Those who have had equipment destroyed by improperly wired AC outlets, and those
that will. Recently I actually found a 15 amp wall outlet in a conference room wired
as a 50 amp 208 volt service (with no ground of course) with nothing to indicate that it
was anything but a normal outlet. (Can you say "polarized?")
Some of these guys really aren't bad people, they just don't understand or care about
what we need. Remember we use electricity in just one of dozens of possible
terminations. I've had many an argument with an electrician over the fact that when
we need a "three phase" service, we mean three hots, " a neutral", and
a ground. Many three phase services don't usually have a neutral (fan motors for
Let the user beware!!!
Solution - Always have an AC volt meter (multi-meter) in your toolbox. Always
check every receptacle you are going to use. Always confirm 117-120 volts AC to
neutral. By the way, the little hole is the positive. There should be less
than 1/2 volt between neutral and ground. More than that and you will have a hum in
Point of Interest: You know those little outlet checkers that give you two amber
(or green) lights if you plug them into a properly grounded receptacle? Guess what?
I didn't follow my own advise once and only used one of those little checkers,
instead of a meter in a hotel ballroom on a six circuit temporary panel run to the stage
by the hotel electricians. It was obviously one of several similar panels
distributed around the room that day. I figured, okay, these guys are cool.
I'll just check for reversed hot and neutral, and a good ground. To make a
long story short, three of the six duplex outlets were wired as 220 volt (hot, neutral and
ground.) The tester indicated the presence of the ground and confirmed the correct
hot and neutral socket locations. Boy was I surprised when smoke and sparks shot 10 feet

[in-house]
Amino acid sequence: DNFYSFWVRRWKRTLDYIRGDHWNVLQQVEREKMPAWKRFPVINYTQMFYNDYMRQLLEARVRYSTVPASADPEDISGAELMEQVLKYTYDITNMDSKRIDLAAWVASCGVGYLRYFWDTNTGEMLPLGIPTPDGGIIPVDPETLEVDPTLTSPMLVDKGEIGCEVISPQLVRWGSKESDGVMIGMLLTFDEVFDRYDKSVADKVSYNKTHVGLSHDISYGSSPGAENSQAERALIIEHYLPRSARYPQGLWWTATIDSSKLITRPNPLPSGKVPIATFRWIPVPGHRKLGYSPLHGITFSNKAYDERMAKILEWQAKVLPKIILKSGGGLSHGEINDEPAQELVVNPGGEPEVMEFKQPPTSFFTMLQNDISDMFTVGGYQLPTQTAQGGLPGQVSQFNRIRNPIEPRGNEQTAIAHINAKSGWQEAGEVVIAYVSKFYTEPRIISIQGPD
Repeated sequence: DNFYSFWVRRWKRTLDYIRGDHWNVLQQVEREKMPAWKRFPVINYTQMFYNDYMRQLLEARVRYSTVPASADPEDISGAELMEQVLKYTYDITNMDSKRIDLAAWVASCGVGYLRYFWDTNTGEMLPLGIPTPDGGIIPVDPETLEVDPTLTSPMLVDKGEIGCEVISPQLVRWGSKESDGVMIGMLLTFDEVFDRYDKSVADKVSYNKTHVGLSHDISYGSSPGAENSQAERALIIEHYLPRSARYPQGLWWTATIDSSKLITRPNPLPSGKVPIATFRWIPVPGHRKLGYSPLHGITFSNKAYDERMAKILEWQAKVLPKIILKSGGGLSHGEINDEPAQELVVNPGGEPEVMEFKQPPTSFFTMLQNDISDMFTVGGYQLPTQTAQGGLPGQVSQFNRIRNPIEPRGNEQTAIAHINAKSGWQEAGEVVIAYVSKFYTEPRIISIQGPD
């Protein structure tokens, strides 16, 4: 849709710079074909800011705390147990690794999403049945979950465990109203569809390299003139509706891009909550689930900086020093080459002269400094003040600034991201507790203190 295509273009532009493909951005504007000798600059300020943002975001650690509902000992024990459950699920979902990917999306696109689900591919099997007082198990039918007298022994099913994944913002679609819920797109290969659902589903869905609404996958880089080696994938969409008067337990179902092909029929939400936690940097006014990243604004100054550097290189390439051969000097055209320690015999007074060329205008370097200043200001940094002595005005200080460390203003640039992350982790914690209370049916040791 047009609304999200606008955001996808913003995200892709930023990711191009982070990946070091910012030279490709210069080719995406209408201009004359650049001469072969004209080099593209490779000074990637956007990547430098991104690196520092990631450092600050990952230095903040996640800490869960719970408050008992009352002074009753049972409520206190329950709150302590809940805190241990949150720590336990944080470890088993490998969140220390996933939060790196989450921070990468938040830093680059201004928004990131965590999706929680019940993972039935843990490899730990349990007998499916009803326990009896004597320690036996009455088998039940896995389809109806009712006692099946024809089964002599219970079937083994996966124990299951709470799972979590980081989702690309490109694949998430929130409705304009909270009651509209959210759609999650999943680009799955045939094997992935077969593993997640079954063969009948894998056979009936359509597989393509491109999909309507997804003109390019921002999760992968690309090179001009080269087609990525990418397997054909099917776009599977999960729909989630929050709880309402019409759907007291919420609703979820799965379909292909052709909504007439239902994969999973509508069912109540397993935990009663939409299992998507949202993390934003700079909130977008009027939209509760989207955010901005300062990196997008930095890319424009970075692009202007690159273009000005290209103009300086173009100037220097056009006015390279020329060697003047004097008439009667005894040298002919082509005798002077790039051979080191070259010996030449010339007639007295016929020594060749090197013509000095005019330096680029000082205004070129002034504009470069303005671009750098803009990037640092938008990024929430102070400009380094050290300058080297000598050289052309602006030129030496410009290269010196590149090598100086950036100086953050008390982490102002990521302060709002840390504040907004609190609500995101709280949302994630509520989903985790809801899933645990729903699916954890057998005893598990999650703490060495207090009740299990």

out from the front of my Crest 8001 amp. Thank God the EAW speaker processor had the
kind of fuse holder that held a spare (see Rule # 4) fuse to replace the one that blew.
One spare (ditto) amp later, we were back in business.
Epilogue: the hotel paid for the repair to the amp
Rule # 6: Nobody cares how nice the decorations look when they
can't hear what the speaker is saying.
Explanation - The sound system is always the least important part of
an event, subservient to all other production elements needs for space, budget, time,
camera angles and manpower until...
The show starts!!
Then nobody remembers that you requested to be able to hang or place speakers where
they really needed to be. Nobody wants to hear that you begged to have the orchestra
show up an hour earlier so you could get a sound check. Nobody accepts
responsibility for cutting out the balcony fill, but then filling those seats.
Instead, all you hear is "How come the sound is not
The point here is know when to agree to things and know when to put your foot down.
I have many times explained to wishful thinking event planners why the speakers
"simply can not go there." If you agree to something you know is
foolish...the only person who will look that way is you.
More to come,